Probably About Time For Some Blue Collar CD Reviews!
By Mick Polich - 05/28/2009 - 09:44 AM EDT
Probably about time for some more album reviews, don’tcha think?
Doesn’t matter, ‘cause I’m doing them anyway!
The Rhythm Devils, “The Apocalypse Now Sessions” (Ryko): So, I’ve seen bits and pieces of the movie “Apocalypse Now” enough times to qualify me as seeing as a whole. But lately, I’ve gotten re-introduced to the one of the soundtrack CDs, as headed up by Grateful Dead drummer Mickey Hart. The music is a fascinating pastiche of world-beat drumming and poly rhythms mixed with Hendrixian electric guitar moans and squeals, pre-dating a lot of common music mixes that we find today in world music. More heralded now than back upon its release, “The Rhythm Devils” shows the power of the right music when married into film. Mickey Hart and the gang show deft arranging skills, and once you watch the movie,the music works its magic well.
Buddy and Julie Miller, “Written In Chalk” (New West): One of the best alt-country singer -songwriter/guitarists, and his equally talented songwriter/singer wife, come up aces with one of their most soulful, heart-rendering albums in years. “Don’t Say Goodbye”, a ghostly, tear - wrenching ballad sung by Julie, is one of the duo’s starkest, yet beautiful songs in years. “Gasoline And Matches” is a rocker, barn –burning its way thru with clever wordplay, and so straight forward in production that I can see the VU meters on the mixing board jump into the red with delight. ”What You Gonna Do Leroy” has Buddy and guest vox Robert Plant happily slopping along to the old Mel Tillis tune. Recorded at the Miller’s home studio, ”Written In Chalk” moves deeply, and swiftly, and let’s us know that life can be raw, naked, emotionally attached, and very cold at any given moment. Which is the exact reason that I’ve been endeared to the Miller’s music for more than a decade now.
Neko Case, “Middle Cyclone” (Anti): as I type this review, I’m listening again to Neko Case’s new haunting, yet accessible collection of folk/rock/pop.
Always the experimenter, Neko draws on creative arrangements via acoustic guitar, cello, ’light’ to alt-rock rhythm section, music boxes, ‘piano’ orchestras, and ‘found’ recorded sounds(“Marais La Nuit” is over 30 minutes of outdoor sounds from her pad). Fun, intricate, deep, and moving at points, “Middle Cyclone” puts Neko Case square on the path of a music force to be reckoned with for years.
Van Morrison, “St. Dominic’s Preview”/”Astral Weeks” (Warner Brothers): I’ve finally figured out what everyone else has known for a long time – yes, Van Morrison is the blackest white Irish singer on the planet (sorry, Bono), and his vocal approach is like a great tenor sax player – long, flowing streams of improvised heaven that scats, honks, and screams what it needs to get the message across. As per me, I’ve taken the long way around to get to some of Van’s music. The ‘hits’ I’ve enjoyed forever, but to get to Van the singer, Van the songwriter, Van the musician who sings and plays from a source deep within OUT to us, the receptors, that’s taken to this point. “Astral Weeks” just beams with longing spirituality and sensuality - one of the most complete albums of humanity of that decade.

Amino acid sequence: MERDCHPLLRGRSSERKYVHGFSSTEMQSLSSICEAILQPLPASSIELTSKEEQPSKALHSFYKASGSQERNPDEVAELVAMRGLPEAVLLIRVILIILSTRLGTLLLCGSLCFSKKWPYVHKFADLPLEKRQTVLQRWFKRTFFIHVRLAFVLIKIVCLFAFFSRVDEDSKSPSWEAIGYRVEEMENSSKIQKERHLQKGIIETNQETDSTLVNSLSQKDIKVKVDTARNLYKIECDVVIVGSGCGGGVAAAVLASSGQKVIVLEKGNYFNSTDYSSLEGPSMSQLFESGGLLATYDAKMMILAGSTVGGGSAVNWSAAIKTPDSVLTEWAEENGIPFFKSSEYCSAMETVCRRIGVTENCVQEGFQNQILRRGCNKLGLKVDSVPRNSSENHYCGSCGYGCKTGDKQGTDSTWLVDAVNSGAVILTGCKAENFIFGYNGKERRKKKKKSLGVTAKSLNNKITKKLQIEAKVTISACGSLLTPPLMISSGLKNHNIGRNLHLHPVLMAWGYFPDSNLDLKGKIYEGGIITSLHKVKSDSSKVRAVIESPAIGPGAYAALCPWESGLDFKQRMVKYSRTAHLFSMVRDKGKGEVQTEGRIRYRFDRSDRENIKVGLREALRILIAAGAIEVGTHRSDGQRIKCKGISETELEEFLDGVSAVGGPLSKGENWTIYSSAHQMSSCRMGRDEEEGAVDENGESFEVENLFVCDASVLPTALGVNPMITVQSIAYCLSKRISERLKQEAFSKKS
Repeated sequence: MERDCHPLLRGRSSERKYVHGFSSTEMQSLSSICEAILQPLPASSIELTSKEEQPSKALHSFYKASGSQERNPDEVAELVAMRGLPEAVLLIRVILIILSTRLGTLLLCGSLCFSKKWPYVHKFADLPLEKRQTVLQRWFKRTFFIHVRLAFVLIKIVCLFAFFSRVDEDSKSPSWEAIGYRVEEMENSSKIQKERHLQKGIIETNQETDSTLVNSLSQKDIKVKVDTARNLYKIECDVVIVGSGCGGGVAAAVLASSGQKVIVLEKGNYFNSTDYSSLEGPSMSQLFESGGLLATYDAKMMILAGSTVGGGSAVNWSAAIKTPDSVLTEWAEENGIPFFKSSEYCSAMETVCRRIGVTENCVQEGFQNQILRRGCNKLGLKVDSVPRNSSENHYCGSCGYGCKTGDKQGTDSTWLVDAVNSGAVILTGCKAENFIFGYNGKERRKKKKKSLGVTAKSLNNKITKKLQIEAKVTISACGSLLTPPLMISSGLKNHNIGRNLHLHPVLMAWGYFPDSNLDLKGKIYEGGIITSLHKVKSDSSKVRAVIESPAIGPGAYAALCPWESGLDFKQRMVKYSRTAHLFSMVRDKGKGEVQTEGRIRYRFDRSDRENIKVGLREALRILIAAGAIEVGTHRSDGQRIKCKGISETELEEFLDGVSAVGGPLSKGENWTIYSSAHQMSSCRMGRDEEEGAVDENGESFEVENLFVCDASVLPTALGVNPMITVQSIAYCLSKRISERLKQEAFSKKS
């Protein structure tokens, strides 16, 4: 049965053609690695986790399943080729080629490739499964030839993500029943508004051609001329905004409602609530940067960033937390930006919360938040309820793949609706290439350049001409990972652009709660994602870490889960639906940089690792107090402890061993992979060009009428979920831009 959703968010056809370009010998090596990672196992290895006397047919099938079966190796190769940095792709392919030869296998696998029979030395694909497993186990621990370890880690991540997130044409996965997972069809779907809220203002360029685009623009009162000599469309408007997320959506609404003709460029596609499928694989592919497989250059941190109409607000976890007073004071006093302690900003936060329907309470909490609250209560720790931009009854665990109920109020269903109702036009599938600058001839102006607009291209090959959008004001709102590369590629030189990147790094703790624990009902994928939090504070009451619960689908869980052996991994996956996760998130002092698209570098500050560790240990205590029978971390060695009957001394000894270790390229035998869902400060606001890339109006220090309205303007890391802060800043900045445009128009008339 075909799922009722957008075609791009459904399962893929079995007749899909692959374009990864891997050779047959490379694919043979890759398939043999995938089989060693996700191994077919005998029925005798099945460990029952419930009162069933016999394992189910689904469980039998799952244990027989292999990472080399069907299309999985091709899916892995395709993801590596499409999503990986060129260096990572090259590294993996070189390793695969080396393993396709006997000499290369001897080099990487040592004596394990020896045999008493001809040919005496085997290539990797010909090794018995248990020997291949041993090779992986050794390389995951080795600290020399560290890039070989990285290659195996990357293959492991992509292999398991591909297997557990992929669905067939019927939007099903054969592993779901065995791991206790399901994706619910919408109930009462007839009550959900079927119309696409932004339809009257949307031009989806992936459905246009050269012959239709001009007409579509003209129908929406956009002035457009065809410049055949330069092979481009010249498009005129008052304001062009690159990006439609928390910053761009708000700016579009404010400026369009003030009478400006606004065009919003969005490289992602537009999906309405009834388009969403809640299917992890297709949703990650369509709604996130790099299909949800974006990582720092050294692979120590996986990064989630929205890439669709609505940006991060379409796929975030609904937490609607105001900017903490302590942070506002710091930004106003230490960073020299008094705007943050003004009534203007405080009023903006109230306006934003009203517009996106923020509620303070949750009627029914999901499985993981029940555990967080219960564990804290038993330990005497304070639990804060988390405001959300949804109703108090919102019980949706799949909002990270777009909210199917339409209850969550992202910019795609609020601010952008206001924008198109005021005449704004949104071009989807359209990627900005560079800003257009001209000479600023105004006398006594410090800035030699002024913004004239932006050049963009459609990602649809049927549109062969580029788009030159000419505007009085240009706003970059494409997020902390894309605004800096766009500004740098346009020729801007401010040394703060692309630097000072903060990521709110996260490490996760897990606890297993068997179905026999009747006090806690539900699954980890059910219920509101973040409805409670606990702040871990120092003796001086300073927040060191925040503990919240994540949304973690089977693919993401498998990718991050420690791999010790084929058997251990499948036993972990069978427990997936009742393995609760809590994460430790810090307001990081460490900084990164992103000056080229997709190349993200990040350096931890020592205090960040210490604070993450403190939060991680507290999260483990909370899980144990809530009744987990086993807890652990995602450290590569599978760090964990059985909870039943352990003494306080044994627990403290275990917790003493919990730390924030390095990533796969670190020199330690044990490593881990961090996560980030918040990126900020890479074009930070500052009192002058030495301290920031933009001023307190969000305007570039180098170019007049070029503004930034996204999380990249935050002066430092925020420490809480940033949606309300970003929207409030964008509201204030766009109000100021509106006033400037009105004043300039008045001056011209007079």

“Country Club” – John Doe and the Sadies ( Yep Roc): Two of my favorite left-of-center acts, with a history of rock, country, punk, and whatever other genre they want to throw into the soup mix, John Doe, The Sadies, and a few guest stars cover some classic ‘countrypolitian’ songs from back in the day. The results are smooth as good scotch, and fun as a small town bluegrass jamboree on a Saturday afternoon. I would like to hear more of what John Doe could do with ‘period’ country pieces, say the 1970’s ‘outlaw’ era or even flying back to some 1950’s pieces ala Hank Williams, Ernest Tubb, or Hank Snow. But this collection does nicely, as I imagine myself cueing this up on a jukebox while sitting at the local VFW bar on a Sunday night, a cold Schlitz in front of me(a tribute to a few of my long-gone uncles), and digging the vibe of what country music was up to about 35 to 40 years ago.
Well, there you have it – kind short and sweet. Now, I’ll open it up to the floor: in the future, anyone who has any CD’s, downloads, or DVD reviews that they would like to submit for the ol’ Blue Collar blog, please do so.
Over the past few months, some of my favorite resources for finding out about new music releases have gone by the wayside. I know there’s a ton of stuff out on the web, and if anyone has a good site to visit, please let me know. The more eclectic, the better!
Take care of yourselves, thanks for letting me ramble, and support local music venues and especially, the last remaining diehard record shops!
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